|Japan is among the
most literate nations in the world and home to some of the world's most
difficult testing. At the end of ninth grade every Japanese student takes
a massive (as in size and importance) entrance exam to decide which if any
high school they'll attend. And there's no extended time or do-overs. Think
pass or fail.
The test is individualized for each high school, which is ranked according to the academic standards of the school. For example, if you wanted to get into the 45th best high school then you would take the test for that particular school. If you wanted to go to the 4th best high school then you would take the test for that one. Of course, the better the school the harder the test, and there are no second chances.
If you pass, you're in. If you don't, then it's off to a private high school. (Unlike in the U.S., public schools are elite and prestigious while private schools are generally reserved for low-achieving students.)
Then, just before finishing high school, Japanese students take the Center Examination to get into college. Here's where the real stress kicks in. Students spend much of their high school years taking practice tests to improve their scores. Students at private (as in ordinary) schools are not tested often because most will not attend college.
The Center Examination is a multiple choice exam similar to the SAT. The exam covers five core academic subjects, including math, language and science. Students are also tested on elective subjects, such as foreign languages. Possible social studies majors can take an exam on moral education, economics, geography or history.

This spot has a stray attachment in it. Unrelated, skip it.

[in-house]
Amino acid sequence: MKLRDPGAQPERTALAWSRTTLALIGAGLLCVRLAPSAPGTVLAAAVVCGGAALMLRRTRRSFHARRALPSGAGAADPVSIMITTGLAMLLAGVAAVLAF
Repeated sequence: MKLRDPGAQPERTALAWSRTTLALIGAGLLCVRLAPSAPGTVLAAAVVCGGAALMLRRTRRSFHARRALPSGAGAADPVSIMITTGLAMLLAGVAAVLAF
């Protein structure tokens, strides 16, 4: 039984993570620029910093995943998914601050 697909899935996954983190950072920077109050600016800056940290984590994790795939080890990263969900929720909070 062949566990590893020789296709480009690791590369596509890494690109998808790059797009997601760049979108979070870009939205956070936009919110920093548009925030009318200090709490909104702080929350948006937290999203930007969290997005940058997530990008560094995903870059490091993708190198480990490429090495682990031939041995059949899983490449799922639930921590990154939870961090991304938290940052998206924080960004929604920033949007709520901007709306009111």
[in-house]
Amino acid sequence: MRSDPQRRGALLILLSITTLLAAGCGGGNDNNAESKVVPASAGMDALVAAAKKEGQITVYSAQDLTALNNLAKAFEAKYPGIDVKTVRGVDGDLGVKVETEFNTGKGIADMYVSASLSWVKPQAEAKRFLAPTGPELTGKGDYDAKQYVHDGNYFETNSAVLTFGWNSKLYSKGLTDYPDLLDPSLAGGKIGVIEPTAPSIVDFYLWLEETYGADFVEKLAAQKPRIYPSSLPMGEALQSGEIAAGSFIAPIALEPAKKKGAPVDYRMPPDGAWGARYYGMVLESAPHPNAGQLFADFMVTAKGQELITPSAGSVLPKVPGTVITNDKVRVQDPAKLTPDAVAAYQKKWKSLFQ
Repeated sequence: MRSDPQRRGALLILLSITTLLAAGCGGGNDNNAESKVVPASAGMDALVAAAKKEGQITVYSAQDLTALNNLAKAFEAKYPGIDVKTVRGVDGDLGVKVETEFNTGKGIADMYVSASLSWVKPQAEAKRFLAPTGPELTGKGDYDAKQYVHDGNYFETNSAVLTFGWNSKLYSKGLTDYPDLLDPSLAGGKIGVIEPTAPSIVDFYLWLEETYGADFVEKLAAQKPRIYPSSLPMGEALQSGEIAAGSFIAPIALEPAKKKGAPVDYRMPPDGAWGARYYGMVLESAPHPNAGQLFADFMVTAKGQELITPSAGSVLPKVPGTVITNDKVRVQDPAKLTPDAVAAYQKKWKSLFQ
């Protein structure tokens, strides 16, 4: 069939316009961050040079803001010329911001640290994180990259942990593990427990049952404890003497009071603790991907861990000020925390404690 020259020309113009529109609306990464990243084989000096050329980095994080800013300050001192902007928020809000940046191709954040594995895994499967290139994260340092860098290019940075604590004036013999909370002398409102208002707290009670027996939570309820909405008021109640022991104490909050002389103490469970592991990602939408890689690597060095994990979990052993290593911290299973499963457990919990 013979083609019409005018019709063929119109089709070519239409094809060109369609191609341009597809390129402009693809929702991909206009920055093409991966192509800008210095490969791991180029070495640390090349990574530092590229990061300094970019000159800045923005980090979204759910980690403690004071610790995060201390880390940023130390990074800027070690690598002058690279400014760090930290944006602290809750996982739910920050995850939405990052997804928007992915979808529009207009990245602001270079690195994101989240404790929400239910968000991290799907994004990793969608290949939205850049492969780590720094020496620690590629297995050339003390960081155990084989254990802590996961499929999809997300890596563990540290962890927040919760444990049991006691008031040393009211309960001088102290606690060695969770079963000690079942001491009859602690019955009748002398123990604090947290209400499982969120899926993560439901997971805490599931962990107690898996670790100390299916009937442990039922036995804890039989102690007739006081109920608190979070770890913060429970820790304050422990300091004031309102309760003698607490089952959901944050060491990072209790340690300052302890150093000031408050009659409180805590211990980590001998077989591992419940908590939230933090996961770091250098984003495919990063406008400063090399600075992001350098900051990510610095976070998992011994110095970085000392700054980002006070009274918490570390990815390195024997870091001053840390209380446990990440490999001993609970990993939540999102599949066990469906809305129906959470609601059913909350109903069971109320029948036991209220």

As in the U.S., Japanese students prepare for the exam with guidebooks, study clubs and home tutors. There is also a wide range academic help outside schools described as "shadow education." Shadow education is generally run out of private homes and uses the same text as the classroom, with as much as 90 percent of college bound high schoolers participating. Students are also offered practical information such as get a good night's sleep and eat well before the exam.
Still though, it's all about the test. Japanese universities base their entire admission decision on the Center exam scores. High school grades, recommendations and extra curricular activities don't count. Only 33 percent of students who take the Center exam pass and go on to college. The others usually get jobs in vocational or industrial areas.